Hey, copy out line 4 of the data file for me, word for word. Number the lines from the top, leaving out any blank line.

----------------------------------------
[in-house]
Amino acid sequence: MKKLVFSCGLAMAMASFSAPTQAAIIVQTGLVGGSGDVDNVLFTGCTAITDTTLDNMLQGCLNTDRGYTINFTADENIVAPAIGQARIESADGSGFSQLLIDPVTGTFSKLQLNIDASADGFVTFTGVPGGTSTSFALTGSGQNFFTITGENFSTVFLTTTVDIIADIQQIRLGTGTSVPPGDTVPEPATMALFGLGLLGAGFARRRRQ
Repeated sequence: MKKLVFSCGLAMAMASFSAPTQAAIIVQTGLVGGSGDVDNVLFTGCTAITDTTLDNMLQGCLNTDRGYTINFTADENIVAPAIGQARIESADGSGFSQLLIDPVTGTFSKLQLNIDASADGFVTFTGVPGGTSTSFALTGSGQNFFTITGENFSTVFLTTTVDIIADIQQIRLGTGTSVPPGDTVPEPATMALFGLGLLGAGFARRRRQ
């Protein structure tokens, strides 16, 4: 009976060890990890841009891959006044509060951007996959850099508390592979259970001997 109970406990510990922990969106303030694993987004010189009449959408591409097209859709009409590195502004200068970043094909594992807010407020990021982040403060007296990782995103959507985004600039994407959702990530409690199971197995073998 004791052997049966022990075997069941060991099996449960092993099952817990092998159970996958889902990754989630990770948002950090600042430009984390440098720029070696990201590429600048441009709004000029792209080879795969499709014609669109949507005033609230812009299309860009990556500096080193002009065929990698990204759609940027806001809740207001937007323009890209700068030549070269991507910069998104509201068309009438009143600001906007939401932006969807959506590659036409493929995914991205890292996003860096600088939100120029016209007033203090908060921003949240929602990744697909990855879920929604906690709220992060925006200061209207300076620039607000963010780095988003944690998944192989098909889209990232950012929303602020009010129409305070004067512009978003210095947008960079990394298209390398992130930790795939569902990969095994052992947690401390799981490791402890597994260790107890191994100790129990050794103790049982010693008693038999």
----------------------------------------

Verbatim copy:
């Protein structure tokens, strides 16, 4: 009976060890990890841009891959006044509060951007996959850099508390592979259970001997 109970406990510990922990969106303030694993987004010189009449959408591409097209859709009409590195502004200068970043094909594992807010407020990021982040403060007296990782995103959507985004600039994407959702990530409690199971197995073998 004791052997049966022990075997069941060991099996449960092993099952817990092998159970996958889902990754989630990770948002950090600042430009984390440098720029070696990201590429600048441009709004000029792209080879795969499709014609669109949507005033609230812009299309860009990556500096080193002009065929990698990204759609940027806001809740207001937007323009890209700068030549070269991507910069998104509201068309009438009143600001906007939401932006969807959506590659036409493929995914991205890292996003860096600088939100120029016209007033203090908060921003949240929602990744697909990855879920929604906690709220992060925006200061209207300076620039607000963010780095988003944690998944192989098909889209990232950012929303602020009010129409305070004067512009978003210095947008960079990394298209390398992130930790795939569902990969095994052992947690401390799981490791402890597994260790107890191994100790129990050794103790049982010693008693038999």